In terms of mobile payments, the Amazfit Pace only supports Alipay - which I was surprised to find is actually available in Australia. However, from what we can tell, support for it is pretty scattershot. It’s not nearly on the same level of market penetration as things like Apple, Samsung or even Fitbit Pay.

Another drawback here is that there's not really any form of app store here. There's not a lot of customizability and you're more or less stuck with the out-of-box experience and the watchfaces included therein.


For the most part, the Amazfit Pace mostly delivers on its promises.

In terms of battery life, I wouldn’t say we got to five days with 100% consistency. However, our experiences with the smartwatch definitely saw it go toe-to-toe with and sit in the same ballpark as the Fitbit Ionic. Helpfully, the Pace shows you an estimate how many hours and minutes of usage you've got left in addition to the usual percentage indicators.

Unfortunately, this battery life does come at a cost. The biggest weakness of the Pace proves itself to be the display. Amazfit claim the Pace has an always-on display that automatically adjust the brightness in order to suit the environment around it. Unfortunately, in practice, the Pace looks really dim in even the darkest situations. This made for a distinctly inferior experience, even when doing basic stuff. I much preferred the display on my usual Fitbit Ionic and the new Versa.

Credit: Amazfit

In addition, navigating the on-device OS also proved a bit troublesome and confusing. A stark comparison to the Fitbit Ionic’s relatively streamlined menus, it felt like I was often sliding through every other screen on the way to the one I actually wanted.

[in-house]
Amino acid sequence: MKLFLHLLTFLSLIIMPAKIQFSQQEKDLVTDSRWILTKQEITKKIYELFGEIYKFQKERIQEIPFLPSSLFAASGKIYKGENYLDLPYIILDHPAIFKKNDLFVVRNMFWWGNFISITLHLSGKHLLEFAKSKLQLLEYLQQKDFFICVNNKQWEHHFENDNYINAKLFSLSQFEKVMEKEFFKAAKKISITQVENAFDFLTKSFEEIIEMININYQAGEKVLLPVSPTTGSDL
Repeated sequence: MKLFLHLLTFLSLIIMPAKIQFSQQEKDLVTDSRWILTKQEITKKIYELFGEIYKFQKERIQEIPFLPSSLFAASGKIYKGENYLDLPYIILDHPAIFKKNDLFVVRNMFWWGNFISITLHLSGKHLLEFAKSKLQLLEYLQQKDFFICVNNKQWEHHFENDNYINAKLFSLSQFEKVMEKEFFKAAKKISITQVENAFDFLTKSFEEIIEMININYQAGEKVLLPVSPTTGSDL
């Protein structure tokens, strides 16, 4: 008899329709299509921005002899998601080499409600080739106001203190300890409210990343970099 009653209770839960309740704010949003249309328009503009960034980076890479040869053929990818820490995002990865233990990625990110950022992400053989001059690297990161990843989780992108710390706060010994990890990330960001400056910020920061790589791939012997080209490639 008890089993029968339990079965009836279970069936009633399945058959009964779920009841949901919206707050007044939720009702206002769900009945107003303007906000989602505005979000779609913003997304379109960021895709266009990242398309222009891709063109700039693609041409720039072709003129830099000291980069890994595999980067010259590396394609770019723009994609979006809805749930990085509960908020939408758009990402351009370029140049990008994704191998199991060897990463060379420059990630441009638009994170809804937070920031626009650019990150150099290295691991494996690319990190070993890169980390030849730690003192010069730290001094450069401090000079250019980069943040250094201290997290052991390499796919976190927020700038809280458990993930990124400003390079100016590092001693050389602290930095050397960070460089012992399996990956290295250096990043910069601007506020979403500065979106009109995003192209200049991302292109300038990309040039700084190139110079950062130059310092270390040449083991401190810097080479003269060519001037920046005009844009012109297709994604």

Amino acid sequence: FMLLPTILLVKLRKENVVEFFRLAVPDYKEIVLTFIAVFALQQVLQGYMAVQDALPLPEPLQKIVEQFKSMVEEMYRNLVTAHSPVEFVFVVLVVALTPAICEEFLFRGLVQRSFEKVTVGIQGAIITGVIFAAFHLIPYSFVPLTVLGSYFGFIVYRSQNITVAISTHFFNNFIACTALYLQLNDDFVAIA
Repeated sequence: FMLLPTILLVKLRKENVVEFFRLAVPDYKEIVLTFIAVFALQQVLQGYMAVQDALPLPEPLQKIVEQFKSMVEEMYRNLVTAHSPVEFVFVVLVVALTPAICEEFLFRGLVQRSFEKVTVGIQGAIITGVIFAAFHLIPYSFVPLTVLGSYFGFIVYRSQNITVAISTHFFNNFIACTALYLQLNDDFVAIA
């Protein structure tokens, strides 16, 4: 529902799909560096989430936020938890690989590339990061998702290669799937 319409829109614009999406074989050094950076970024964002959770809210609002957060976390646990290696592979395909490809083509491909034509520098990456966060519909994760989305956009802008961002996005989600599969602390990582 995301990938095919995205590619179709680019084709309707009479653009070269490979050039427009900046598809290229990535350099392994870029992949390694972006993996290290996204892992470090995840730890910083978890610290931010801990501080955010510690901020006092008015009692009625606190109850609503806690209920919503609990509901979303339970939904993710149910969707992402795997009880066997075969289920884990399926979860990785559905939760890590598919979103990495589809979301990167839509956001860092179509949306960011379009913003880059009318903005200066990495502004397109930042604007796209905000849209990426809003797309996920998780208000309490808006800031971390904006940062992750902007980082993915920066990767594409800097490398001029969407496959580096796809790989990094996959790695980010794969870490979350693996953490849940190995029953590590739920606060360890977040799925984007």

The GPS on the Amazfit Pace is another key point-of-weakness for the device. It works - but that functionality is often infrequent, and noticeably more-so than it is with my Fitbit Ionic. I’d make it almost ten minutes into my nightly run before it would successfully connect where my Fitbit would usually do the trick instantly or - at most - within no more than a handful of minutes.

Like the Fitbit Ionic and Samsung Gear Sport, the Amazfit Pace also boasts IP67 waterproofing - which is good - and music streaming over Bluetooth - which is better. The key detail here is the price. The Pace is significantly cheaper than the competition - which is probably going to be the thing that’ll either make or break you on purchasing it.

The Bottom Line

There are definitely things about the Amazfit Pace I like. I dig the companion app. I like the battery life and water resistance. I’m even a big fan of the always-on display, even if it is frustratingly dim at-times. Across the board, the experience of regularly using this smartwatch was filled with too many caveats and imperfections for me readily recommend it.

It’s cheaper than the competition, yes, and it includes a lot of the same functionality features to boot. Unfortunately, the execution just doesn’t land with the same impact here. It’s cheap and it’ll get the job done - which will thrill a certain demographic. However, it feels like many more will want to stick to paying a little extra to have that job done right.

Credit: Amazfit